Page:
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Biological Transistor Enables Computing Within Living Cells, Study Says


A representation of biological computing.

Researchers have developed a biological transistor that is made from genetic material.

Credit: Bruce Rolff/Shutterstock

Stanford University bioengineers have created a biological transistor they call a transcriptor, which is made from genetic material instead of gears or electrons.

"Transcriptors are the key component behind amplifying genetic logic--akin to the transistor and electronics," says Stanford's Jerome Bonnet.

The transcriptor allows computation to take place within living cells to save information such as a cell's exposure to external stimuli or environmental factors, or switch cell reproduction on or off.

"Biological computers can be used to study and reprogram living systems, monitor environments, and improve cellular therapeutics," says Stanford's Drew Endy.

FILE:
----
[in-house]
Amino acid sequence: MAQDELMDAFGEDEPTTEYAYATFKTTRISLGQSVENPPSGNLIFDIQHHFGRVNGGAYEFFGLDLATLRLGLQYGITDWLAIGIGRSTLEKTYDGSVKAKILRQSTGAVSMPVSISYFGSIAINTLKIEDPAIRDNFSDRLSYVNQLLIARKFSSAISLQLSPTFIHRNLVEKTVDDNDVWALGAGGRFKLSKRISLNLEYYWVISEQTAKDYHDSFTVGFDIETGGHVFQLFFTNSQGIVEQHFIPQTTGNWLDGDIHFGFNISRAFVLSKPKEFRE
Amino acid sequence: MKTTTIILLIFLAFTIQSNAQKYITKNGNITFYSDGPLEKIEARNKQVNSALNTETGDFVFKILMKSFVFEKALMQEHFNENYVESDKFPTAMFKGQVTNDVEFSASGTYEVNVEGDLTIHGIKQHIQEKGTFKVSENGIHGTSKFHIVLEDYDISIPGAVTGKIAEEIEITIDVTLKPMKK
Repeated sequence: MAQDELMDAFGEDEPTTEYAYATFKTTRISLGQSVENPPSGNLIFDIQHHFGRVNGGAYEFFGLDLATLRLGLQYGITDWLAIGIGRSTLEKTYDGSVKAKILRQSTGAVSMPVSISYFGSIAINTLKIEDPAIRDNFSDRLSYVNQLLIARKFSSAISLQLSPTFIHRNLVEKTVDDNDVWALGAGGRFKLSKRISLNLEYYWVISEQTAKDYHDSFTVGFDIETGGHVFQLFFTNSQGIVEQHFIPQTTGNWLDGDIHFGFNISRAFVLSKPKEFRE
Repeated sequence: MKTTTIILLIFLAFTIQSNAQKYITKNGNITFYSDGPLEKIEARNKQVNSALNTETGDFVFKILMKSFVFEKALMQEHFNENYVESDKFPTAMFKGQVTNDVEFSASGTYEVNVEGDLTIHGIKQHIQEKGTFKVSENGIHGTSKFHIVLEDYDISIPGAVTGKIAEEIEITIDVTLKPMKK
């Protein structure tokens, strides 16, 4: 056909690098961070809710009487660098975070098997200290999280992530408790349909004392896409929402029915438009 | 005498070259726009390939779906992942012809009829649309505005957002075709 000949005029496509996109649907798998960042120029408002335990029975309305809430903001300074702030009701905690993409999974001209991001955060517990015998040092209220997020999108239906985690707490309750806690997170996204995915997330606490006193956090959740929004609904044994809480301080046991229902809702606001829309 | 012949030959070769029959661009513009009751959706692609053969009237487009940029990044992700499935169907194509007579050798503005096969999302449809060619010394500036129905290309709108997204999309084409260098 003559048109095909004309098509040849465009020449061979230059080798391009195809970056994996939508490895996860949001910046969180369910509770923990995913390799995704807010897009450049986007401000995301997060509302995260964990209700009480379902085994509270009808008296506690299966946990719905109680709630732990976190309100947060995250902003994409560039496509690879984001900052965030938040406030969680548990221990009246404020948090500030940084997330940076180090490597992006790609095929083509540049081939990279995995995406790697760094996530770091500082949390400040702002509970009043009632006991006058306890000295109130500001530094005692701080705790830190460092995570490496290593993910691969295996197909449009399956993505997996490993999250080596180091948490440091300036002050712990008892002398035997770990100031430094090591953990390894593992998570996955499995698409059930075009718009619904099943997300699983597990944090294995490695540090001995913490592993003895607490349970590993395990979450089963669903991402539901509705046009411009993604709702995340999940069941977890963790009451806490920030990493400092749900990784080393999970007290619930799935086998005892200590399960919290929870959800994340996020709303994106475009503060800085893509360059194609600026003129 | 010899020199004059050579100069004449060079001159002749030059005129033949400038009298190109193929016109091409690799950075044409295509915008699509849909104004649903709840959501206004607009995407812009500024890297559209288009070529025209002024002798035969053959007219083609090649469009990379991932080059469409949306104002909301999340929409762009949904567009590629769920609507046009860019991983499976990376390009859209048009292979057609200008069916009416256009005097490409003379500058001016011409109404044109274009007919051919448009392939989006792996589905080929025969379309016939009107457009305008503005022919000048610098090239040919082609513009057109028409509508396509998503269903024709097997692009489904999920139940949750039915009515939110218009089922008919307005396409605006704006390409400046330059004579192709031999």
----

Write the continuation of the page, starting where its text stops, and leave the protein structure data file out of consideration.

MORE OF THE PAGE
In biologics, a transcriptor controls the flow of RNA polymerase as it moves along a DNA strand, just as an electronic transistor determines electron movement along a circuit.

"We have repurposed a group of natural proteins, called integrases, to realize digital control over the flow of RNA polymerase along DNA, which in turn allowed us to engineer amplifying genetic logic," Endy says.

The researchers use transcriptors to create logic gates, which they call Boolean Integrase Logic (BIL) gates, that can obtain true-false answers to biochemical questions within a cell. To hasten the development of a biological computer, the researchers have placed the BIL gates in the public domain to allow others to build on their work.


From Stanford University
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Abstracts Copyright © 2013 Information Inc., Bethesda, Maryland, USA


 

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